Daniel G Pellicci, Kirsten J L Hammond, Jonathan Coquet, Konstantinos Kyparissoudis, Andrew G Brooks, Katherine Kedzierska, Rachael Keating, Stephen Turner, Stuart Berzins, Mark J Smyth, Dale I Godfrey

1561 related Products with: Correction: DX5/CD49b-Positive T Cells Are Not Synonymous with CD1d-Dependent NKT Cells.

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#38484172   2024/03/14 To Up

Integrating Tertiary Lymphoid Structure-Associated Genes into Computational Models to Evaluate Prognostication and Immune Infiltration in Pancreatic Cancer.

Pancreatic ductal adenocarcinoma (PDAC) is characterized by poor response to all therapeutic modalities and dismal prognosis. The presence of tertiary lymphoid structures (TLSs) in various solid cancers is of crucial prognostic significance, highlighting the intricate interplay between the tumor microenvironment and immune cells aggregation. However, the extent to which TLS and immune status affect PDAC prognosis remains incompletely understood. Here, we sought to unveil the unique properties of TLS in PDAC by leveraging both single-cell and bulk transcriptomics, and culminating in a risk model that predicts clinical outcomes. We used TLS score based on 12 genes (CCL2, CCL3, CCL4, CCL5, CCL8, CCL18, CCL19, CCL21, CXCL9, CXCL10, CXCL11 and CXCL13) and 9 genes (PTGDS, RBP5, EIF1AY, CETP, SKAP1, LAT, CCR6, CD1D and CD79B) signature, respectively, and examined their distribution in cell clusters of single-cell data from PDAC samples. The markers involved in these clusters were selected to develop a prognostic model using The Cancer Genome Atlas Program (TCGA) database as the training cohort and Gene Expression Omnibus (GEO) database as the validation cohort. Further we compared the immune infiltration, drug sensitivity, enriched and differentially expressed genes between the high-risk and low-risk groups in our model. Therefore, we established a risk model that has significant implications for the prognostic assessment of PADC patients with remarkable differences in immune infiltration and chemo-sensitivity between the low-risk and high-risk groups. And this paradigm established by TLS-related cell marker genes provides a prognostic prediction and a panel of novel therapeutic targets for exploring potential immunotherapy.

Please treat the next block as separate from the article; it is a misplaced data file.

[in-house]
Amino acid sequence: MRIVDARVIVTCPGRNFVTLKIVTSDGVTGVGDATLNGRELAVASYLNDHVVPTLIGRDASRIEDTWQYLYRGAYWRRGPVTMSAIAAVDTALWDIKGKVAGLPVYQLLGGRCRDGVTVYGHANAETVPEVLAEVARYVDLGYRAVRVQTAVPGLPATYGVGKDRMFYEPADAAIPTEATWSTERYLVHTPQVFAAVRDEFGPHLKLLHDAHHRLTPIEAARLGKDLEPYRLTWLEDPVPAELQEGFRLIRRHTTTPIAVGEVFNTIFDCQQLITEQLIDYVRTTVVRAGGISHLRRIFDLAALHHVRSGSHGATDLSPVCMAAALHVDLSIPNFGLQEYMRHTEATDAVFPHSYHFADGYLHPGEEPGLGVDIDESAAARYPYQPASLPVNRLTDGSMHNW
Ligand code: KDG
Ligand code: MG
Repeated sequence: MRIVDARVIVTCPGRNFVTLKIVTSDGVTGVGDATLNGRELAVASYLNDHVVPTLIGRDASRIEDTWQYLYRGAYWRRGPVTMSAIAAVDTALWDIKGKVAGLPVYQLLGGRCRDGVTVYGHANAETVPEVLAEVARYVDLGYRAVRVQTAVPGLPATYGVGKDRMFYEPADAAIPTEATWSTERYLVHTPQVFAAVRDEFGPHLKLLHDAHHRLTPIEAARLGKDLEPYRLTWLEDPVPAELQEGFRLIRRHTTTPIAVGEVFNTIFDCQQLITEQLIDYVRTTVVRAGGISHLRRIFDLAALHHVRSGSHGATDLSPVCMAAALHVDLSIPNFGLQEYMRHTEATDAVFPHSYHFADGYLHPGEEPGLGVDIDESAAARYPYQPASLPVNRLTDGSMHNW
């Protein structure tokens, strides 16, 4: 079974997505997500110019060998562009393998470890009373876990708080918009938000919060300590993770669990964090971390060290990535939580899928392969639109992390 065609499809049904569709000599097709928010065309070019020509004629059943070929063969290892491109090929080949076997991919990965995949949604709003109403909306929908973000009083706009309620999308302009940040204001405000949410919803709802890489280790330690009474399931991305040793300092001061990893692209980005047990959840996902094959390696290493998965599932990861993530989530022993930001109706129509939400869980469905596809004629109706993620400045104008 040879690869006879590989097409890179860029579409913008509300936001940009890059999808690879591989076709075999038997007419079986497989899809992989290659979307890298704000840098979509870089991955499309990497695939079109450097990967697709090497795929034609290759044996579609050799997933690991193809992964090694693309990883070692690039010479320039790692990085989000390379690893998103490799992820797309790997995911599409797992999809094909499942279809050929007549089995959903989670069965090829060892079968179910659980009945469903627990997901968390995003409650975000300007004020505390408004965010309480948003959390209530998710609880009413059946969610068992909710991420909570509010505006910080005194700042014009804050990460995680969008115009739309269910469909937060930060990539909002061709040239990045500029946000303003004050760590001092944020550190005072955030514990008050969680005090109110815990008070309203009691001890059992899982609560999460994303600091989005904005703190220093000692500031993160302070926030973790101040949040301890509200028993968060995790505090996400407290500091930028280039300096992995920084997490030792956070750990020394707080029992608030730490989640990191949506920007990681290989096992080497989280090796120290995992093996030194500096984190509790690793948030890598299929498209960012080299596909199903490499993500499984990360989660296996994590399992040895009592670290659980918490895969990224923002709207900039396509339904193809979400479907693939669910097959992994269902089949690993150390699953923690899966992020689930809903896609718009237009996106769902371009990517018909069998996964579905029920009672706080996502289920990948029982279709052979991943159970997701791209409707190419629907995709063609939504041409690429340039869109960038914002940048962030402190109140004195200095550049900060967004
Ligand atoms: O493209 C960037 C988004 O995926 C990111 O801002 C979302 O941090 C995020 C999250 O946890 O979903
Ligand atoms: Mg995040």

Ying Ma, Xuesong Li, Jin Zhang, Xiangqin Zhao, Yi Lu, Guangcong Shen, Guowen Wang, Hong Liu, Jihui Hao

1005 related Products with: Integrating Tertiary Lymphoid Structure-Associated Genes into Computational Models to Evaluate Prognostication and Immune Infiltration in Pancreatic Cancer.



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#38477945   2024/03/13 To Up

A Humanized Mouse Model Coupled with Computational Analysis Identifies Potent Glycolipid Agonist of Invariant NKT Cells.